When I started my company I chose to name it Family Comes First Mediation, because no matter how many divorces or paternity cases I do; family will always be a top priority. When children are involved the concept of family has nothing to do with divorce or separation. A parent is always a parent; therefore forever remain the child’s family. Whether choosing to co-parent with ease or talk as little as possible, they will forever be connected on some level. And this is crucial in the life of a child.
As a mediator I remain a neutral party. I keep the lines of communication open, brainstorm ideas, possibly teach empathy and assist in the decision making process. It is my goal to assist couples looking to end a relationship peacefully, while keeping children’s best interest in mind. Together we can negotiate an acceptable agreement that will reduce stress, keep all parties on amicable terms and significantly reduce the cost associated with the litigation. This is of great value to all involved; including the children.
Mediation has the ability to help parties learn to communicate again, if only for the sake of the children, and to make their post-relationship better and easier on all involved. Settling conflicts is extremely important to couples with children simply because although the relationship between the parents has come to an end; the role as parents never ends. Keeping those roles as amicable as possible can only benefit the children; in the same way that constant fighting can only harm children. No child is comfortable with parents in constant crisis, but rather need to know they have parents they can depend on to make good decisions for them. Mediation, and possibly a skilled parent coordinator, can help to make the transition as easy as possible for all involved.
When the time comes to discuss a divorce, modern-day spouses have many more choices than people did just a few years ago. One choice that is gaining in popularity is the Collaborative Divorce, which involves spouses and their lawyers working together to forge a separation agreement in a process more formal than mediation, but less costly and emotionally stressful than litigation.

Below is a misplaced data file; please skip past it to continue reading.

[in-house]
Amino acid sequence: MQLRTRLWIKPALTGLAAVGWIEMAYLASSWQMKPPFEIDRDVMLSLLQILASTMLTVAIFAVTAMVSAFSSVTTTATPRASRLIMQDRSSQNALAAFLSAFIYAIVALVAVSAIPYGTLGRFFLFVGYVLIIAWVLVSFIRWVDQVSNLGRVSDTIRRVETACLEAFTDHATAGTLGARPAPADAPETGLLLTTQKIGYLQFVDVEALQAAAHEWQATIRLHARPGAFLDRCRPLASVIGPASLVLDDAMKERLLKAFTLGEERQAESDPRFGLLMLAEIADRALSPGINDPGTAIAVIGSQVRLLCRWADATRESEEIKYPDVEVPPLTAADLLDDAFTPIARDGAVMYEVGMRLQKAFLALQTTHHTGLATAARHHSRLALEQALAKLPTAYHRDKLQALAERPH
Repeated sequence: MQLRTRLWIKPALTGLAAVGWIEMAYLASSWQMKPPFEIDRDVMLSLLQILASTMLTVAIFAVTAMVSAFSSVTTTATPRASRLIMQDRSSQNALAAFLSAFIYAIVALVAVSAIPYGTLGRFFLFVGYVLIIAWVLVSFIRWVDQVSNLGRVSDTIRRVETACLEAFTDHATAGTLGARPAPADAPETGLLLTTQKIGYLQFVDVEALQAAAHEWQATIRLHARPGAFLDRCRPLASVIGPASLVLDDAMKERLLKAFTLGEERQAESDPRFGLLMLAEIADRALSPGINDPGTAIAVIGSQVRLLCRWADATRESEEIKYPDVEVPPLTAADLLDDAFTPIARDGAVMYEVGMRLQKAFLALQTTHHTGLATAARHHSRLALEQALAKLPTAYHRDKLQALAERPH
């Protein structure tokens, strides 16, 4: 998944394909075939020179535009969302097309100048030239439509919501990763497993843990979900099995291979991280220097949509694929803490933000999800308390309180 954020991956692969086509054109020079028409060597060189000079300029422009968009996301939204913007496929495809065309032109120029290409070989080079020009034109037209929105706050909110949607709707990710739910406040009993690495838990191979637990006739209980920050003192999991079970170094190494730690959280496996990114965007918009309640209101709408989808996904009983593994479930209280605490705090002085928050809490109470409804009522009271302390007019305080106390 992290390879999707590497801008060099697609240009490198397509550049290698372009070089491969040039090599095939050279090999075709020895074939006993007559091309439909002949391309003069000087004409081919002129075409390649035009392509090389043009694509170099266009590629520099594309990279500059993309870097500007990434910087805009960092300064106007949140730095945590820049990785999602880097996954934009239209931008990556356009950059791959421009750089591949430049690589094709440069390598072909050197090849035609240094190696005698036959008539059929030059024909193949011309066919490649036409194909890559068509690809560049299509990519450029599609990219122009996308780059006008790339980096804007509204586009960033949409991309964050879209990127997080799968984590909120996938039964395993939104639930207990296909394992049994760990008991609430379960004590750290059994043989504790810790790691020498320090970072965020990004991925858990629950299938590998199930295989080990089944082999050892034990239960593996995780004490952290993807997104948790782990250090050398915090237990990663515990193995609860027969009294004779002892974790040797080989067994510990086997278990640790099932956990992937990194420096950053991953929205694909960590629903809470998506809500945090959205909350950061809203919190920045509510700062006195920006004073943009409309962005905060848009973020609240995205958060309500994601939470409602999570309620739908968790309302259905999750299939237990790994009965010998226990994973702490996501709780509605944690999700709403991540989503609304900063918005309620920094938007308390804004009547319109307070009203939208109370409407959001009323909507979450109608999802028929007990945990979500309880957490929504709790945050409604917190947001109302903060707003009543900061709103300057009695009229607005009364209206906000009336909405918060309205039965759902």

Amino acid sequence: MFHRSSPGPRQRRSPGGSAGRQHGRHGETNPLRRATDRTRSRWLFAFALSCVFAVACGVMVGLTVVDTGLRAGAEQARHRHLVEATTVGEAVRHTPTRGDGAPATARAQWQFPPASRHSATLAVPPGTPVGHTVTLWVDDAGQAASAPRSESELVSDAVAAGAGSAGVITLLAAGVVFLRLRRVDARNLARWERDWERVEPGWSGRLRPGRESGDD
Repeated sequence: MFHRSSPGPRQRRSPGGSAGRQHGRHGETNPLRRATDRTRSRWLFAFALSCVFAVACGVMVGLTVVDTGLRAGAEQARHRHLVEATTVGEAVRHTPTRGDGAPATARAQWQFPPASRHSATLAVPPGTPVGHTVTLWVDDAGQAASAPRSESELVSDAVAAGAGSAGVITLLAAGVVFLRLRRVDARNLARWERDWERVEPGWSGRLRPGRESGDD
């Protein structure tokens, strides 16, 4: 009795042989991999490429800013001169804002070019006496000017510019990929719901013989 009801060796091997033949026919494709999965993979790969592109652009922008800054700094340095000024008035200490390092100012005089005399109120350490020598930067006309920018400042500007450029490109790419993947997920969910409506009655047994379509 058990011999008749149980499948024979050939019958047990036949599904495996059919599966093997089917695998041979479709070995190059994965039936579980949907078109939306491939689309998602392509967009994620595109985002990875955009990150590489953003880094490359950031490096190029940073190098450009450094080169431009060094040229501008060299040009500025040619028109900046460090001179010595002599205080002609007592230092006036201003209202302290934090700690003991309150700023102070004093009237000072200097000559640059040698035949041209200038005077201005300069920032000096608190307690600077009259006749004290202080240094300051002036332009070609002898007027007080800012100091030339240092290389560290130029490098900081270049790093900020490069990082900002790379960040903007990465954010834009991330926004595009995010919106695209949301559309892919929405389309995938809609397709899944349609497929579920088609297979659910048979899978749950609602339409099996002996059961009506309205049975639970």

Like any divorce proceeding, your first step is to retain the services of a qualified collaborative divorce lawyer and mediator to discuss the pros and cons of a collaborative approach to divorce.
- Like mediation, a collaborative divorce can be a confidential affair between two people instead of a matter of public record.
- In a collaborative divorce you and your spouse agree to bring in experts as needed – for example, neutral financial experts to assist with asset division or other money matters.
- Speed and Efficiency. Similar to mediation, a collaborative divorce happens outside the court calendar and thus can move much more quickly.
- If the process fails, you will not only have to start over with litigation, you will probably have to hire new lawyers.
- If your spouse is not up front about finances or other issues, the process will not work.
- The court may object to a collaborative approach – for example, if there have been charges of domestic abuse.
- Sometimes even reasonable people can disagree so strongly on aspects of a divorce it is simply impossible to act together.
As with any divorce strategy, consult with your attorney before making any decisions.
Naturally, when couples go through a divorce there are many options and alternatives to help the opposed spouses facilitate a smooth separation. One way to negotiate and achieve a desirable outcome for those involved is to pursue a collaborative divorce.
This is a process by which you and your spouse will each hire specially qualified collaborate attorneys who will advise on matters pertaining to the divorce. It differs from litigation as the process is decidedly non-adversarial and from meditation in that the meetings may be attended by other professionals such as neutral third-party accountants, parenting counsellors or custody specialists.
The Benefits of Collaborative Divorce
Ordinarily each spouse and their attorney is required to sign a “no court” agreement that states both attorneys will withdraw from the case if a solution is not met and the matter will go to court for arbitration.
Through collaboration, couples are able to minimize their contact with each other and once an agreement is met, the legal aspect of divorce becomes greatly simplified as contention is taken out of the equation.
Other Ways Collaborative Divorce Can Help
There are five other reasons that collaboration can provide answers to your situation and produce results that are preferable to those you could receive in court. For example, you and your spouse should be able to:
- Find stability through temporary agreement
- Voluntarily exchange all pertinent information
- Minimize the related expenses of separation
- Negotiate a fair and equitable settlement, and
- Decide how each of you can move forward
If you and your spouse pursue collaboration from the very beginning of the divorce procedure, you will be able to save not only time, but also your sanity as you will likely navigate the intricacies with greater ease, privacy and tact.